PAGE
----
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Hundreds show up to comment in Meridian Library District dissolution hearing

Screen grab of a live-streamed YouTube video. The image shows a split screen, with one camera angle showing a person with their back to the camera standing in front of a podium facing the three Ada County Board of Commissioners. The second image shows the same person, but from the opposite angle. They are wearing a blue shirt that has the words "Support Public Libraries" written on it.
Julie Luchetta
Ada County Youtube Live Stream
People lined up to give their comments to the Ada County Board of Commissioners. Roughly 500 people were in attendance. Following more than 3 hours of comments, the hearing was adjourned and will reconvene later in the week to accommodate those who did not get a chance to comment.

Close to 500 people showed up at the Ada County Courthouse on Monday evening, filling up two overflow rooms. They were there to debate the potential dissolution of the Meridian Library District.

In February, a group called the Concerned Citizens of Meridian petitioned the county to dissolve the district because it claimedit allowed children to access obscene materials.

The Ada County Board of Commissioners heard arguments from both sides. Public comments lasted more than three hours, with a very large majority of people speaking against the dissolution.

Mary Mosley said she could not imagine living in a community without a library and would consider moving out of Meridian if the library were dissolved.

“Parents are responsible for what their kids read, not the librarians. A few extremists should not have the right to deprive the entire community of their library, nor should they have the right to dictate what books we have access to.”

Following the hearing, the Ada County Commissioners could ask the clerk to hold an election asking residents whether or not they want the library to be dissolved. If residents agree with the petitioners, the library district would be completely dismantled, its materials and property would be sold and its Trustee board would be disbanded.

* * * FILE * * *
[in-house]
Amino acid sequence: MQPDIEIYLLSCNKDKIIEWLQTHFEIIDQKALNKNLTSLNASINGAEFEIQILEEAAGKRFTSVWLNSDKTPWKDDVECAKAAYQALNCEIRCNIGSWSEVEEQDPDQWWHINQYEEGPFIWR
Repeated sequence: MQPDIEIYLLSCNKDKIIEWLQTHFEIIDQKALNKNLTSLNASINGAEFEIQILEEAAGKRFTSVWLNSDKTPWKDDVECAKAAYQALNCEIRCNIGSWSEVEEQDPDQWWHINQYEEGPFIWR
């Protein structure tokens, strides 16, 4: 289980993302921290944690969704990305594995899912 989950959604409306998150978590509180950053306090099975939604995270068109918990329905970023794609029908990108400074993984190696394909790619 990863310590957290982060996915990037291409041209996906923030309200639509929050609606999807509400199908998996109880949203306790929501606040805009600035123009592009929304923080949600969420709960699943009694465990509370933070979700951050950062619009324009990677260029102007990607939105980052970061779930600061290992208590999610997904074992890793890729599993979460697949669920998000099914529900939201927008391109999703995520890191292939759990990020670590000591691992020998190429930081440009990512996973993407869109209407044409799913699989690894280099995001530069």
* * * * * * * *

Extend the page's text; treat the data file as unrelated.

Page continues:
Any remaining money would go to the county’s general expense fund.

Opponents of the dissolution see this as an issue of censorship and parental rights.

“It's not only inappropriate for other parents to decide what our children should see, we should actually be insulted by it,” said Chris Ferguson in his comments.

Many talked about how putting this to a vote would be a waste of time and resources. Some commenters pointed out that Library Trustees are elected positions already, and voting to remove them would undermine the will of the community.

Proponents of the dissolution said they wanted new leadership for the district and focused their arguments on protecting children from content they say they should not be able to access freely.

“The library is already doing that. That's what the Dewey Decimal System is,” said Jason Mick, pushing back on petitioners’ requests to label materials as sexually explicit and segregate them in restricted areas. Others mentioned libraries carry items that reflect a broad range of perspectives, and materials are already categorized by age group.

People from both sides of the issue expressed how much they value libraries.

“Meridian loves its library. Meridian needs its library,” said Laura Morgan. “Meridian supports its library, and most importantly, Meridian loves its children,” she said, adding she supported the petitioners’ request to dissolve the district.

Morgan said the hearing was completely avoidable and came about only after the district board refused to work with parents who requested items be segregated.

Josiah Butterworth also supported the dissolution. “Any government agency that has lost touch with its people to that extent needs to be removed and replaced,” he said.

The meeting was adjourned at 10 p.m. without the board making a decision. They will reconvene at the Ada County Courthouse on Wednesday, March 22 at 6 p.m. to accommodate the many people who did not have time to comment.

Following the hearing, the commissioners will have 10 days to decide whether or not to put the dissolution to a vote.

I joined Boise State Public Radio in 2022 as the Canyon County reporter through Report for America, to report on the growing Latino community in Idaho. I am very invested in listening to people’s different perspectives and I am very grateful to those who are willing to share their stories with me. It’s a privilege and I do not take it for granted.

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